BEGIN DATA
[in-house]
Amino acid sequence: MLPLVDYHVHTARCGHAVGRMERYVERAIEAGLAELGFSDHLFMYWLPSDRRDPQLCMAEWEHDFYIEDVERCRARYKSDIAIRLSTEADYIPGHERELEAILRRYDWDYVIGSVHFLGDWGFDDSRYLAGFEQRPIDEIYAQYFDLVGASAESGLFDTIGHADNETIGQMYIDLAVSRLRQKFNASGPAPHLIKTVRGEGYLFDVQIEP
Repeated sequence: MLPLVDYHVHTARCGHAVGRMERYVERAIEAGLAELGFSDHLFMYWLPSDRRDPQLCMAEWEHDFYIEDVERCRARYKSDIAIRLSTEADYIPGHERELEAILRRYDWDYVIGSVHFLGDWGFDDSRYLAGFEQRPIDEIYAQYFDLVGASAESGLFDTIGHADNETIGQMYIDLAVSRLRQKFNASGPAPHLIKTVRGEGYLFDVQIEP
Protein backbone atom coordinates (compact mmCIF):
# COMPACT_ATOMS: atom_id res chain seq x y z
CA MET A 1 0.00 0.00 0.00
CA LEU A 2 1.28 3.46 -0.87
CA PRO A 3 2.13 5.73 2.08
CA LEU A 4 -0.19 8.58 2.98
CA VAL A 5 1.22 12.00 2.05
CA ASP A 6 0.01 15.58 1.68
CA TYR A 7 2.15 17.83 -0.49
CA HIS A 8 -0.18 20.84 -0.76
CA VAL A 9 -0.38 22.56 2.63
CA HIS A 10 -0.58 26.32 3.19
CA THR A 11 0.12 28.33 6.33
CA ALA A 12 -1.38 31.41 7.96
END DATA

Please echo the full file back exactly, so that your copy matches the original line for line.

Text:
[in-house]
Amino acid sequence: MLPLVDYHVHTARCGHAVGRMERYVERAIEAGLAELGFSDHLFMYWLPSDRRDPQLCMAEWEHDFYIEDVERCRARYKSDIAIRLSTEADYIPGHERELEAILRRYDWDYVIGSVHFLGDWGFDDSRYLAGFEQRPIDEIYAQYFDLVGASAESGLFDTIGHADNETIGQMYIDLAVSRLRQKFNASGPAPHLIKTVRGEGYLFDVQIEP
Repeated sequence: MLPLVDYHVHTARCGHAVGRMERYVERAIEAGLAELGFSDHLFMYWLPSDRRDPQLCMAEWEHDFYIEDVERCRARYKSDIAIRLSTEADYIPGHERELEAILRRYDWDYVIGSVHFLGDWGFDDSRYLAGFEQRPIDEIYAQYFDLVGASAESGLFDTIGHADNETIGQMYIDLAVSRLRQKFNASGPAPHLIKTVRGEGYLFDVQIEP
Protein backbone atom coordinates (compact mmCIF):
# COMPACT_ATOMS: atom_id res chain seq x y z
CA MET A 1 0.00 0.00 0.00
CA LEU A 2 1.28 3.46 -0.87
CA PRO A 3 2.13 5.73 2.08
CA LEU A 4 -0.19 8.58 2.98
CA VAL A 5 1.22 12.00 2.05
CA ASP A 6 0.01 15.58 1.68
CA TYR A 7 2.15 17.83 -0.49
CA HIS A 8 -0.18 20.84 -0.76
CA VAL A 9 -0.38 22.56 2.63
CA HIS A 10 -0.58 26.32 3.19
CA THR A 11 0.12 28.33 6.33
CA ALA A 12 -1.38 31.41 7.96